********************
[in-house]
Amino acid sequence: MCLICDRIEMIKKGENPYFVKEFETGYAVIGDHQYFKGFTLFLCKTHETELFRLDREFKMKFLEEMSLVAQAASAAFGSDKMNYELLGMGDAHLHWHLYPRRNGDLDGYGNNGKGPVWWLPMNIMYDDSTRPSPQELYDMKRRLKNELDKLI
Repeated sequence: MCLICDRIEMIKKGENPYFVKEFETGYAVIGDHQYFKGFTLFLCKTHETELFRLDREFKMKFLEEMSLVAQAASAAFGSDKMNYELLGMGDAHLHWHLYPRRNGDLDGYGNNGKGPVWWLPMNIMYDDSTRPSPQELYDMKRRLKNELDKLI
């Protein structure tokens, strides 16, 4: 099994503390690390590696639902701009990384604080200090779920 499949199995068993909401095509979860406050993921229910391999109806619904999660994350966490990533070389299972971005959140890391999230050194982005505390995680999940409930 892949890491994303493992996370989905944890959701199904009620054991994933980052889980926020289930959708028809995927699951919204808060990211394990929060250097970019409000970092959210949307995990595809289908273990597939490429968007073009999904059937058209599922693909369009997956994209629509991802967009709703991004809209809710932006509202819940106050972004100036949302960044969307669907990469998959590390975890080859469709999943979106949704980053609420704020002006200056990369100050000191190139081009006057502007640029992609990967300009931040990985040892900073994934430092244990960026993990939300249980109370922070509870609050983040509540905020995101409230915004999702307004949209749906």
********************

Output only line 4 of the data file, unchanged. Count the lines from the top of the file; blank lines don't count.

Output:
């Protein structure tokens, strides 16, 4: 099994503390690390590696639902701009990384604080200090779920 499949199995068993909401095509979860406050993921229910391999109806619904999660994350966490990533070389299972971005959140890391999230050194982005505390995680999940409930 892949890491994303493992996370989905944890959701199904009620054991994933980052889980926020289930959708028809995927699951919204808060990211394990929060250097970019409000970092959210949307995990595809289908273990597939490429968007073009999904059937058209599922693909369009997956994209629509991802967009709703991004809209809710932006509202819940106050972004100036949302960044969307669907990469998959590390975890080859469709999943979106949704980053609420704020002006200056990369100050000191190139081009006057502007640029992609990967300009931040990985040892900073994934430092244990960026993990939300249980109370922070509870609050983040509540905020995101409230915004999702307004949209749906």